[Met Performance] CID:98240
Il Barbiere di Siviglia {135} American Academy of Music, Philadelphia, Pennsylvania: 01/31/1928.


Philadelphia, Pennsylvania
January 31, 1928


Figaro..................Giuseppe De Luca
Rosina..................Amelita Galli-Curci
Count Almaviva..........Armand Tokatyan
Dr. Bartolo.............Pompilio Malatesta
Don Basilio.............Ezio Pinza
Berta...................Henriette Wakefield
Fiorello................George Cehanovsky
Sergeant................Giordano Paltrinieri

Conductor...............Vincenzo Bellezza

Review (unsigned) in the Philadelphia Evening Bulletin


De Luca in Title Role of Rossini's Opera - Galli-Curci as Rosina

A facile performance of Rossini's comedy opera, "The Barber of Seville," was given by the Metropolitan Opera Company at the Academy of Music last evening, distinguished principally by the fine work of Giuseppe De Luca in the title role, the clever Don Basilio of Ezio Pinza and the fluent vocalism of Armand Tokatyan, as Count Almaviva, while Amelita Galli-Curci made her first appearance of the season, as Rosina. Musically the performance was admirable. Vincenzo Bellezza, as conductor, doing well his task of keeping the orchestra from over-assertion, preserving its tonal balance, with much real brilliance, without antagonizing the singers or sacrificing for mere effect the purely melodious quality of the music. Remarkable indeed is the manner in which Rossini, quite at his best and wholly in his element as an operatic composer, fitted his music to the words and used it to radiate and enhance every situation in the book of Cesare Sterbini, founded on the trilogy of Beaumarchais. Such perfect synchronization of text and score is rare indeed.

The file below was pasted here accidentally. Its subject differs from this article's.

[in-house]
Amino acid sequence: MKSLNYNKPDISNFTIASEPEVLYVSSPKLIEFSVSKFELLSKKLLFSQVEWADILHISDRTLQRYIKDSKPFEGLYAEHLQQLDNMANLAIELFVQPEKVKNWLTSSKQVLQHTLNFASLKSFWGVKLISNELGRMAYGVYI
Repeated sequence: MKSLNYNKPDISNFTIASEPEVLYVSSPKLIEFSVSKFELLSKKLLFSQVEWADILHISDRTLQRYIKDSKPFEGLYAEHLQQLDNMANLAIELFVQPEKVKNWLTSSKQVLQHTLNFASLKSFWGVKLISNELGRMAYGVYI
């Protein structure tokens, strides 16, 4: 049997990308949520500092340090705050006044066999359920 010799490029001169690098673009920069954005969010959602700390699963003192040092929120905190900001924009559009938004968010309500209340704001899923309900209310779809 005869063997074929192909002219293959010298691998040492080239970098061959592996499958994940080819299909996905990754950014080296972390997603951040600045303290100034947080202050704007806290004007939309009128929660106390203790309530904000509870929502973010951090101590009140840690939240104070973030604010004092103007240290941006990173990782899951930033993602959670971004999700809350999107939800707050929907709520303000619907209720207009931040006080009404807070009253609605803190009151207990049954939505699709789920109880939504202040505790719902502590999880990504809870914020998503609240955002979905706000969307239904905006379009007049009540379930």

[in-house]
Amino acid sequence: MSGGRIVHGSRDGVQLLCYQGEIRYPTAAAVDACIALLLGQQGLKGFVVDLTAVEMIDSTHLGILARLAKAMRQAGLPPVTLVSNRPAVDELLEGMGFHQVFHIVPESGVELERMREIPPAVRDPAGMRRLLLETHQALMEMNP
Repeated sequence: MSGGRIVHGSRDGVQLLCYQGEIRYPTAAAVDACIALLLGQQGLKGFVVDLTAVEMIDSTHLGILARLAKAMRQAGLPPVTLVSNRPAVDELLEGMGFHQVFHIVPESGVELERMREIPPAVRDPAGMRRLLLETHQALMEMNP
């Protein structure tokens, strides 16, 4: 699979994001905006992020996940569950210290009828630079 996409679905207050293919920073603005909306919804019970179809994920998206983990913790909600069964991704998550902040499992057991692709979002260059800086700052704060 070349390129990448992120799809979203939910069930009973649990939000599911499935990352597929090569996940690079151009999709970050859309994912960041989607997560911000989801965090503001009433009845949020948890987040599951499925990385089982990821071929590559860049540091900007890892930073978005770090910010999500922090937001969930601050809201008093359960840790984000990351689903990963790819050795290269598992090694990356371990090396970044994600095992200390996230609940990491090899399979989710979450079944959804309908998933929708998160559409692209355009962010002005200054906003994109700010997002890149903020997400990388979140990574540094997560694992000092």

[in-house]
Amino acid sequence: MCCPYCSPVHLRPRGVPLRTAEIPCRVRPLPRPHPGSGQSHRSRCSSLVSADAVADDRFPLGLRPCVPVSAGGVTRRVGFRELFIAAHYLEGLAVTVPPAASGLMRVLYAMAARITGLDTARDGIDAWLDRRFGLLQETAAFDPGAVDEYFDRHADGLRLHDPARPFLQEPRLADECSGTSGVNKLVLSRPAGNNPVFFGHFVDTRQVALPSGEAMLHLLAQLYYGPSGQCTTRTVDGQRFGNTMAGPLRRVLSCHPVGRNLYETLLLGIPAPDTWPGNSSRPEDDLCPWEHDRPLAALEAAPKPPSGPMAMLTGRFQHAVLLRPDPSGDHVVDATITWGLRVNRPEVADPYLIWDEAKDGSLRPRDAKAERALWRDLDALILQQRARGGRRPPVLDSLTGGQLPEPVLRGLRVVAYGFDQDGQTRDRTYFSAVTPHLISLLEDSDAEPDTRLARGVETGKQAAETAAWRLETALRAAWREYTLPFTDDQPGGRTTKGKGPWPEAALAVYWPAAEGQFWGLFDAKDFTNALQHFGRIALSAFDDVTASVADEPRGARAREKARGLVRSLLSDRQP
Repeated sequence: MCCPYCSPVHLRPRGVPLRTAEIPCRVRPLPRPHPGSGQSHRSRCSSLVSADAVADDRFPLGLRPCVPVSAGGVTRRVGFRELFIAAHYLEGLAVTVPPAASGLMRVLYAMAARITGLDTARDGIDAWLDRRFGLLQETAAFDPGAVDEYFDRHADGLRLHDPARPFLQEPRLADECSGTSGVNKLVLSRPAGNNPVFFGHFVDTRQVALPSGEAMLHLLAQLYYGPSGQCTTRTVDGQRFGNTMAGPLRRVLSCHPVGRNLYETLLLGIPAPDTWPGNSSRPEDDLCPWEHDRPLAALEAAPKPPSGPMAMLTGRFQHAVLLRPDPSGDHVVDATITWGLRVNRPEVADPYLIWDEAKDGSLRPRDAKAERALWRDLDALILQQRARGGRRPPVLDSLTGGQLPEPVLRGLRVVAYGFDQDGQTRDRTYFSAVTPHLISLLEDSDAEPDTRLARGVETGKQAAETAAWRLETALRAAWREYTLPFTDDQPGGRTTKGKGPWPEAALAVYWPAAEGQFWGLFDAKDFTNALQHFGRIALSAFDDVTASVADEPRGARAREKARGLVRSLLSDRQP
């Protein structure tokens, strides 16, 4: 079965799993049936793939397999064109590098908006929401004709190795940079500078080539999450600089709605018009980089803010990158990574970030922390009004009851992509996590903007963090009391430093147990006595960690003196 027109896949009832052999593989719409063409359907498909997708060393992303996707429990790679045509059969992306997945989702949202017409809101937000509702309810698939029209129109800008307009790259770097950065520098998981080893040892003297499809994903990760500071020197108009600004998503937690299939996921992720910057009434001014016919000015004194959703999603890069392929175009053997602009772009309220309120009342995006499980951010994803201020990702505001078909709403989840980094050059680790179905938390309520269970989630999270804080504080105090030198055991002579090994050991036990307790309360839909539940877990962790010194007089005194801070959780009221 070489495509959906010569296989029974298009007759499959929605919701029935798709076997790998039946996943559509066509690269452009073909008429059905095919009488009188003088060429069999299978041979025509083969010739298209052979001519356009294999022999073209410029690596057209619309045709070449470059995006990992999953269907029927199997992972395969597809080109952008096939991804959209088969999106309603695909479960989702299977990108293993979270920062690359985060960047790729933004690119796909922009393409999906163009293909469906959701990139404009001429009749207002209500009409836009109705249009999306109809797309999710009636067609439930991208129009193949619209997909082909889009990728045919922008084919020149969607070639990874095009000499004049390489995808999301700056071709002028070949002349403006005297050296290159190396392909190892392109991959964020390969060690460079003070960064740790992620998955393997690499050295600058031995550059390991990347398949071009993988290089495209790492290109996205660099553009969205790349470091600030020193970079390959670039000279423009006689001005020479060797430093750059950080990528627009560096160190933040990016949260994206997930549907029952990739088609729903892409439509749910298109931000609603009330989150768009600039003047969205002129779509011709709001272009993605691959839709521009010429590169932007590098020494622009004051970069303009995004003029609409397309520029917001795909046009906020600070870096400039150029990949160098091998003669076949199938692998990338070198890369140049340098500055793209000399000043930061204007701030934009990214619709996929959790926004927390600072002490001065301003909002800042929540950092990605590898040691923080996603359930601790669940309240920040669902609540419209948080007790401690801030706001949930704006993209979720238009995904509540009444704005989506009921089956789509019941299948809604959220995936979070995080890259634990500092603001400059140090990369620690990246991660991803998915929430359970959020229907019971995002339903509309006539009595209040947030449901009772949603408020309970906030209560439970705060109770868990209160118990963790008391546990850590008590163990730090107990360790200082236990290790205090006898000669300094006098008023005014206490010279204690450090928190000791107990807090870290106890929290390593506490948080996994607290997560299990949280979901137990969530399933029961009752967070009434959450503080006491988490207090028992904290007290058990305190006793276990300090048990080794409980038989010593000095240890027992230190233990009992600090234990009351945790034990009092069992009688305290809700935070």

The Figaro of De Luca is a masterpiece of acting and singing, combining the utmost regard for comedy values with vocal skill and expressiveness. He possesses the rare quality of true bel canto, the ability to produce gradation of modulation of tone with no effort and always with just the right touch. De Luca's oft-praised refinement of artistry was evident in all he did last night, from the famous "Room for the Factotum" aria, with its accelerando finish, in the first act, to the last note that he had to sing, while the flexibility and finesse of his acting were scarcely less notable. Mr. Pinza towered above the others, slender and gaunt of countenance, a truly comic figure in his black robe and broad-brimmed hat, as Don Basilio, the music master, and immensely clever in impersonation, with telling use of a fine, sonorous bass.

Considerable interest was felt, of course, in the reappearance of Mme Galli-Curci. There was little of illusion in her visualization of the supposedly girlish Rosina, though she gave it a touch of vivacity, and she does not seem to have the taste for costuming that might serve to enhance her personal charms - or help to atone for the lack of them. Vocally, the prima donna last evening appeared to be on the wane. The "Una voce poco fa" aria was sung with timid or at least with careful use of tone, at times fluent and sweet, but the volume seems even smaller than formerly, and while she still clings to her favorite device of holding a high tone to a tenuous length, it was with many facial contortions and what seemed to be considerable effort. In the "Lesson Scene" the "Theme and Variations" of Proch were introduced and sung with facility, but with a noticeable lack of brilliance, and after applause that was cordial but not particularly enthusiastic, Mme. Galli-Curci sat down at the piano and, to her own accompaniment, sang "Home, Sweet Home," rather sweetly and with expression, but with the customary unwarranted resort to high-tone adornment at the end. The soprano did some of her best singing in the last act duet with Mr. Tokatyan, when the Count and Rosina finally find love triumphant, after many interruptions. Here too, the tenor was at his best. Mr. Tokatyan was a handsome and courtly Count in the first and last scenes, in the interim well disguised as tipsy soldier and impromptu music teacher of his sweetheart. His voice had the lyric quality and was skillfully used in the first act serenade, the florid measures of which were well executed, if with some unevenness of tone. Pompeii Malatesta again displayed his cleverness as a buffo, in a capital performance of Dr. Bartolo, the susceptible and jealous old ward of Rosina, and wholly competent were George Cehanovsky as Fiorello, Henrietta Wakefield as Berta and Giordano Paltrinieri as an official.

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